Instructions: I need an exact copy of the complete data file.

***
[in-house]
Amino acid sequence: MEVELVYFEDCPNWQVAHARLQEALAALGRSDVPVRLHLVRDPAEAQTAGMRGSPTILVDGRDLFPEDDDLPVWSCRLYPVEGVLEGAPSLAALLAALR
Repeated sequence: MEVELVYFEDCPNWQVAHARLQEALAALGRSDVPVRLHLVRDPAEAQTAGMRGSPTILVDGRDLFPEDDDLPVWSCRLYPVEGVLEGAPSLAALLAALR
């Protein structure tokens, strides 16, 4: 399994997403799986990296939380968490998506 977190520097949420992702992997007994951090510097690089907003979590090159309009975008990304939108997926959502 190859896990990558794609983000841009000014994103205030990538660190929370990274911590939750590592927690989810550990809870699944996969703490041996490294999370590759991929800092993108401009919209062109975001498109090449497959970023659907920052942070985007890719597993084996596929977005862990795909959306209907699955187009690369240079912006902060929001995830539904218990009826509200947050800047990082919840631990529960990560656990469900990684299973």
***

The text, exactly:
[in-house]
Amino acid sequence: MEVELVYFEDCPNWQVAHARLQEALAALGRSDVPVRLHLVRDPAEAQTAGMRGSPTILVDGRDLFPEDDDLPVWSCRLYPVEGVLEGAPSLAALLAALR
Repeated sequence: MEVELVYFEDCPNWQVAHARLQEALAALGRSDVPVRLHLVRDPAEAQTAGMRGSPTILVDGRDLFPEDDDLPVWSCRLYPVEGVLEGAPSLAALLAALR
């Protein structure tokens, strides 16, 4: 399994997403799986990296939380968490998506 977190520097949420992702992997007994951090510097690089907003979590090159309009975008990304939108997926959502 190859896990990558794609983000841009000014994103205030990538660190929370990274911590939750590592927690989810550990809870699944996969703490041996490294999370590759991929800092993108401009919209062109975001498109090449497959970023659907920052942070985007890719597993084996596929977005862990795909959306209907699955187009690369240079912006902060929001995830539904218990009826509200947050800047990082919840631990529960990560656990469900990684299973």